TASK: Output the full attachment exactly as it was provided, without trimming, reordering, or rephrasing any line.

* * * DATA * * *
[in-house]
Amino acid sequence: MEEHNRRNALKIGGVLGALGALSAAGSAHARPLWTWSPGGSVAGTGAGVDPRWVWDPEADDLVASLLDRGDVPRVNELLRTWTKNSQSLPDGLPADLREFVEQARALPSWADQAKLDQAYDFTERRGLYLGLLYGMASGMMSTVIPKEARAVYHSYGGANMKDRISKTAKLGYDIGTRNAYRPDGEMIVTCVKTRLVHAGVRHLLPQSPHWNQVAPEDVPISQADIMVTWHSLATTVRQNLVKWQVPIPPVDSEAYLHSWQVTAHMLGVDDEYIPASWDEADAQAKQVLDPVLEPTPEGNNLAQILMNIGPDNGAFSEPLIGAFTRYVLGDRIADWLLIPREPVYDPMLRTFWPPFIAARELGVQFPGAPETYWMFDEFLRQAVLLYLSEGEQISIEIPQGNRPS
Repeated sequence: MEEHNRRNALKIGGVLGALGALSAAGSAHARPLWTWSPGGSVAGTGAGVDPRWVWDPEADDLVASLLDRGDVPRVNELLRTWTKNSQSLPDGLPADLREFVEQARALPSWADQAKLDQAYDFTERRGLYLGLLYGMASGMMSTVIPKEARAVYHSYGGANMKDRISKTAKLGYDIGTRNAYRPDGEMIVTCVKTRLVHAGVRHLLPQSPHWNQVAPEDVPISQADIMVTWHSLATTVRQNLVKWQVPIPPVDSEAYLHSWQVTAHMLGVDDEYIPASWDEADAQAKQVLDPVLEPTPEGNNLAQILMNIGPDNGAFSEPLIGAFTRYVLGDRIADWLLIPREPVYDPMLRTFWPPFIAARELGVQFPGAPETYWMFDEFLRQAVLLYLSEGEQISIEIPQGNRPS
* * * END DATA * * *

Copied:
[in-house]
Amino acid sequence: MEEHNRRNALKIGGVLGALGALSAAGSAHARPLWTWSPGGSVAGTGAGVDPRWVWDPEADDLVASLLDRGDVPRVNELLRTWTKNSQSLPDGLPADLREFVEQARALPSWADQAKLDQAYDFTERRGLYLGLLYGMASGMMSTVIPKEARAVYHSYGGANMKDRISKTAKLGYDIGTRNAYRPDGEMIVTCVKTRLVHAGVRHLLPQSPHWNQVAPEDVPISQADIMVTWHSLATTVRQNLVKWQVPIPPVDSEAYLHSWQVTAHMLGVDDEYIPASWDEADAQAKQVLDPVLEPTPEGNNLAQILMNIGPDNGAFSEPLIGAFTRYVLGDRIADWLLIPREPVYDPMLRTFWPPFIAARELGVQFPGAPETYWMFDEFLRQAVLLYLSEGEQISIEIPQGNRPS
Repeated sequence: MEEHNRRNALKIGGVLGALGALSAAGSAHARPLWTWSPGGSVAGTGAGVDPRWVWDPEADDLVASLLDRGDVPRVNELLRTWTKNSQSLPDGLPADLREFVEQARALPSWADQAKLDQAYDFTERRGLYLGLLYGMASGMMSTVIPKEARAVYHSYGGANMKDRISKTAKLGYDIGTRNAYRPDGEMIVTCVKTRLVHAGVRHLLPQSPHWNQVAPEDVPISQADIMVTWHSLATTVRQNLVKWQVPIPPVDSEAYLHSWQVTAHMLGVDDEYIPASWDEADAQAKQVLDPVLEPTPEGNNLAQILMNIGPDNGAFSEPLIGAFTRYVLGDRIADWLLIPREPVYDPMLRTFWPPFIAARELGVQFPGAPETYWMFDEFLRQAVLLYLSEGEQISIEIPQGNRPS